Freed from OCD is an impressive account and exhaustive study of living with obsessive compulsive disorder (OCD) for ten years. Dr. George Shank gives clarity to its destructiveness of life with family, friends, and colleagues.The story follows his OCD from its inception, to his becoming housebound, to its demise and the freedom that followed. His wife, Joyce, then gives an account of living and suffering with him, conveying the bond that kept them together amid the traumatic years.
Most importantly, the book's theme prepares the reader for the miracle of healing. Having received this healing, Dr. Shank provides valuable insight and hope for those who suffer from OCD and the people who love them.
One person out of fifty is affected by OCD. Half of all OCD cases are severe, and pharmaceutical fail rates reach 90 percent. But Dr. Shank’s story proves that the odds can be beaten.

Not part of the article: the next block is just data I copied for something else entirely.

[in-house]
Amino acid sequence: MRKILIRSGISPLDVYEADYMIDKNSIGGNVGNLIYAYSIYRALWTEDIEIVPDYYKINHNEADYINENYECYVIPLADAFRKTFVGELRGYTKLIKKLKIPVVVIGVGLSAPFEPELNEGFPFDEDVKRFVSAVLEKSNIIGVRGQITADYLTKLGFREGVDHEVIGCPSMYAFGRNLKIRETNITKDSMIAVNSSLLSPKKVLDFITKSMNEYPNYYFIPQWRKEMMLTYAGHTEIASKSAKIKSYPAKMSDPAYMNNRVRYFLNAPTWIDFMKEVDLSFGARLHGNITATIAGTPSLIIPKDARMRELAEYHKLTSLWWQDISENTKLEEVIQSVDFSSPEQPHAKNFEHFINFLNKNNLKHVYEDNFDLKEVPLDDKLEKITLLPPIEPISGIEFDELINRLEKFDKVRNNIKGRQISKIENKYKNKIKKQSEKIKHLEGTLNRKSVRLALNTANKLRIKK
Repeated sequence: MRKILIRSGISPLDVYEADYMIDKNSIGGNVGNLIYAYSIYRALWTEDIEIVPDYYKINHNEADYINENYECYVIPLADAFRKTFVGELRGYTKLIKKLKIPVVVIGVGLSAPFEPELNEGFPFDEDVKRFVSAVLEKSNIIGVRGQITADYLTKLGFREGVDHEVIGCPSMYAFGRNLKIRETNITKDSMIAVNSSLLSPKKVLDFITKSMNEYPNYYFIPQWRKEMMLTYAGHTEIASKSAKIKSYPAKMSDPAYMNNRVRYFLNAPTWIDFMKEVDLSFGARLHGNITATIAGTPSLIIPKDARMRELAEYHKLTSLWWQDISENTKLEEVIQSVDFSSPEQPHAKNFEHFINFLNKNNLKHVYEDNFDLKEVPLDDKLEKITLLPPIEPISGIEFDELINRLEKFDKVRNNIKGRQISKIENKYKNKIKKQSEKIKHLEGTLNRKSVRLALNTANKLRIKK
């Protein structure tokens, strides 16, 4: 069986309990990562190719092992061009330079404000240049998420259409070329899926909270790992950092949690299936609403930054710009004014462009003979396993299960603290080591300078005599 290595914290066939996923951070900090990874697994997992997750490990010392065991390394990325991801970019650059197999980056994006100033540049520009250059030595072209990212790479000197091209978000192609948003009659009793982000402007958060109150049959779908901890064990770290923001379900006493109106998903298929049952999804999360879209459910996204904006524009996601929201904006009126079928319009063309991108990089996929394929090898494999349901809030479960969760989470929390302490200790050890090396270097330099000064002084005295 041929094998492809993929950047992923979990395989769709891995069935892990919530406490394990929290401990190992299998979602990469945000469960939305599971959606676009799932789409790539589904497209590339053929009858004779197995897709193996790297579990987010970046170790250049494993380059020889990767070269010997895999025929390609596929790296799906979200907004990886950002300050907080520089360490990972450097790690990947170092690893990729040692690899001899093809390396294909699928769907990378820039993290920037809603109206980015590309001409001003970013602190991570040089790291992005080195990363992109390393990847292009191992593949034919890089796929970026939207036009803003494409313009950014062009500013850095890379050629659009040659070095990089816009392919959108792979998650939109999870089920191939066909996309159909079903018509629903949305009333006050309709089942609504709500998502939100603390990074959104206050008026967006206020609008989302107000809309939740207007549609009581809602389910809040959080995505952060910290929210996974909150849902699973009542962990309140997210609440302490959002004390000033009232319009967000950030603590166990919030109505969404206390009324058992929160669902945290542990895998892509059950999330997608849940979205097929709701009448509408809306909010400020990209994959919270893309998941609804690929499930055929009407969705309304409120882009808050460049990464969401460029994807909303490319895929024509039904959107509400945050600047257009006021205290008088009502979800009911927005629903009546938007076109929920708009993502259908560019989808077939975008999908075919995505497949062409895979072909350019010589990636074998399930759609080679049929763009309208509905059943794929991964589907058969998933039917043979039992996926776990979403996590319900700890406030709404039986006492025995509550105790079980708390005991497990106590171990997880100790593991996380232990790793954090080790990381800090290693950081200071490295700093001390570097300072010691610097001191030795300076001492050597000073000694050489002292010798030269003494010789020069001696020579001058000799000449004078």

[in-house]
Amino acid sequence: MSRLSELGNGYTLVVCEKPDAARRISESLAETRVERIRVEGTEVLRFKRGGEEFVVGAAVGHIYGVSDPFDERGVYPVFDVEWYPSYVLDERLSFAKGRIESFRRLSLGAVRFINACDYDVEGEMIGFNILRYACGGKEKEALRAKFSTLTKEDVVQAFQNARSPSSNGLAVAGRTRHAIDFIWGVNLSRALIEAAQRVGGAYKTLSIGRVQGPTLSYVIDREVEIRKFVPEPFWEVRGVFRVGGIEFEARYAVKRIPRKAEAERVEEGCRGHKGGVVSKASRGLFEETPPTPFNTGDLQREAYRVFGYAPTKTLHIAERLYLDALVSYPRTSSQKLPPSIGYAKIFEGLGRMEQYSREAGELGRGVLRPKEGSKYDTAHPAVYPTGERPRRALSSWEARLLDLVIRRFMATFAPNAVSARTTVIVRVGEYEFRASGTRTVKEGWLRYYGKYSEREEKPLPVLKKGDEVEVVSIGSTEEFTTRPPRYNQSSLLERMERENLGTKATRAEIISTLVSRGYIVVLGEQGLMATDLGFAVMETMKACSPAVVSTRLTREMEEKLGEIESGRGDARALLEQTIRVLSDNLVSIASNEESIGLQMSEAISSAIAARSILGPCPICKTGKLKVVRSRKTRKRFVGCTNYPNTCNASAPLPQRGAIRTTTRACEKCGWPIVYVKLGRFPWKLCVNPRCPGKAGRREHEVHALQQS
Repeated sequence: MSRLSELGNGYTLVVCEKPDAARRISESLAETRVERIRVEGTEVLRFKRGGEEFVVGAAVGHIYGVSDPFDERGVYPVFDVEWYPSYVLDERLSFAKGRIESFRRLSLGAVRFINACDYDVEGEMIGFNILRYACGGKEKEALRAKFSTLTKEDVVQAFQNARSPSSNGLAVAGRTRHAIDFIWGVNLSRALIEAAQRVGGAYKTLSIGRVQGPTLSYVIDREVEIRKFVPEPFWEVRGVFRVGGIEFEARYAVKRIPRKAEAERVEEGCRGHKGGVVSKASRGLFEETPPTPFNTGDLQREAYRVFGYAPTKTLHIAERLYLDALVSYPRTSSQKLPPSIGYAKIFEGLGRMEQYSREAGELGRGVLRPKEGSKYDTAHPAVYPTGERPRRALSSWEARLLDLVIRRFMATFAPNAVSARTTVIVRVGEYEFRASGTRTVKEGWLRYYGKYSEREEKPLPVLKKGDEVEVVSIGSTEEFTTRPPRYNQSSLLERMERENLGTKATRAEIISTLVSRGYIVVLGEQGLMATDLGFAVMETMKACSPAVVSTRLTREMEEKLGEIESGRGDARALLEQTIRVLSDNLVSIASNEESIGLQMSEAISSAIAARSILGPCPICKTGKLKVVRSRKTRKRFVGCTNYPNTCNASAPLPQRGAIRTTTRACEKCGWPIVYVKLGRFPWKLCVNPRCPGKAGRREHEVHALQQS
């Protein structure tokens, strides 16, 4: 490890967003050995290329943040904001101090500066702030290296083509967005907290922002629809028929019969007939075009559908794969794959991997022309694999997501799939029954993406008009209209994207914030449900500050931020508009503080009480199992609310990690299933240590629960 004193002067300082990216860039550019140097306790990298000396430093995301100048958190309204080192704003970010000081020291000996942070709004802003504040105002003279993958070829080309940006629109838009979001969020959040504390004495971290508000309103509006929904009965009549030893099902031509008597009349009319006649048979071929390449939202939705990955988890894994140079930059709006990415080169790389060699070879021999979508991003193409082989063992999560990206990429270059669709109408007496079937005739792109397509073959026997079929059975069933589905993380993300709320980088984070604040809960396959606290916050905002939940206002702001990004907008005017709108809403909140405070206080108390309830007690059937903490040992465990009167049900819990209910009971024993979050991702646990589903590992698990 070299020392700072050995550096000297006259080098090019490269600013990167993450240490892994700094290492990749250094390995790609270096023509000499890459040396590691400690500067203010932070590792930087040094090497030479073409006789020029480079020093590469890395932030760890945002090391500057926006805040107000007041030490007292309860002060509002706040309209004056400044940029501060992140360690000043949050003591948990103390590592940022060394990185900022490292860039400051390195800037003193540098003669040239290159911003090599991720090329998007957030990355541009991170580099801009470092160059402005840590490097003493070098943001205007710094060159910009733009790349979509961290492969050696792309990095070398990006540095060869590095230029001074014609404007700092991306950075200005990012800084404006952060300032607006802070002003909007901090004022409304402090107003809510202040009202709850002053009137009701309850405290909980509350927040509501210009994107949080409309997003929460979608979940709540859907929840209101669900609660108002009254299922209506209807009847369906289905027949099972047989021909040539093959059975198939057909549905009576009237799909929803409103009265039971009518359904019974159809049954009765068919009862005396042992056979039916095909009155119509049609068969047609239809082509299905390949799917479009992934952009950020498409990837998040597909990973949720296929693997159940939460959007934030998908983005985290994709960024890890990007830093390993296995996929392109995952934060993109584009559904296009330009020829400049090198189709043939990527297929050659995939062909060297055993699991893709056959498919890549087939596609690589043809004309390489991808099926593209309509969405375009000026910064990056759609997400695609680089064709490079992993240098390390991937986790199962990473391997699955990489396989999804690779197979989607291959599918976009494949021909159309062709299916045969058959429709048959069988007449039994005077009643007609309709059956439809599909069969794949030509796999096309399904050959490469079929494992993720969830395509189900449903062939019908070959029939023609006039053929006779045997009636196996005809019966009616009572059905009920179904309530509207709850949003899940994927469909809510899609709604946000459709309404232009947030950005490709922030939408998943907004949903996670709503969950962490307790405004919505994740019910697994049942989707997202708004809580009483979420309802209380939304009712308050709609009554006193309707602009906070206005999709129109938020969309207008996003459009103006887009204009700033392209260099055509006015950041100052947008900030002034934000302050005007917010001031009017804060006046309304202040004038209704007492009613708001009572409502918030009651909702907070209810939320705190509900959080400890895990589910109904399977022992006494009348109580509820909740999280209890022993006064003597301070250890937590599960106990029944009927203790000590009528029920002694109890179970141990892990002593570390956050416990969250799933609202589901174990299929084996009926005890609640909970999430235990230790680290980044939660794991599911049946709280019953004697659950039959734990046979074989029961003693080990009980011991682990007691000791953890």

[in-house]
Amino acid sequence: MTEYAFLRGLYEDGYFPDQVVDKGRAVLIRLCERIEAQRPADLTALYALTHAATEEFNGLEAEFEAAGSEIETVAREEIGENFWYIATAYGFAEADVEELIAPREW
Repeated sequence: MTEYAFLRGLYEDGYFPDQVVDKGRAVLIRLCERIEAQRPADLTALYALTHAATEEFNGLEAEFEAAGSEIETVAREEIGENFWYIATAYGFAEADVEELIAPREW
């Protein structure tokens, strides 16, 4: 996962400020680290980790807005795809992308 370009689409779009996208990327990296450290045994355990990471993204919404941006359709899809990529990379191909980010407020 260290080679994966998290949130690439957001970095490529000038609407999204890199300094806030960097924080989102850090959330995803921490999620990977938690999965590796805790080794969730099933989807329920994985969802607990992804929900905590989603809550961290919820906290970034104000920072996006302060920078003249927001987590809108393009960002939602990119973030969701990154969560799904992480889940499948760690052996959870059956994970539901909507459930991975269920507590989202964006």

The author gives a voice of self-help to those who live with OCD and the family and friends who want to help them.
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George’s story possesses a particular characteristic. It comes into focus without announcement or awareness as it unfolds—not suddenly but quietly, almost imperceptibly. Like random pieces of a puzzle—each a different shape and size—the events, people, and ideas come together in a meaningful form. First a corner and then a side, and finally the entire border falls into place. But the scene is not immediately clear.
As pages turn in this book, more sections fit together. Meaningfulness begins to emerge. By the end, the picture is obvious. The words within place a frame around his particular scene, which is obsessive compulsive disorder—psychological healing through faith, self-analysis writing, and therapeutic madness. Within these pages appear truths for all people facing today’s demands.
Here the rigorous and complex journey into George’s subconscious mind starts. In his mind’s eye, he stands looking down a flight of steps representing levels of his subconscious. The farther he descends, the more anxious he becomes. George is profoundly unsettled, and to escape this feeling he obsesses about it until the anxiety is reduced. By then, however, the next step down is reached and the process continues.
George’s story compares to such an image. He travels down a metaphorical flight of stairs that leads him deeper and deeper into himself.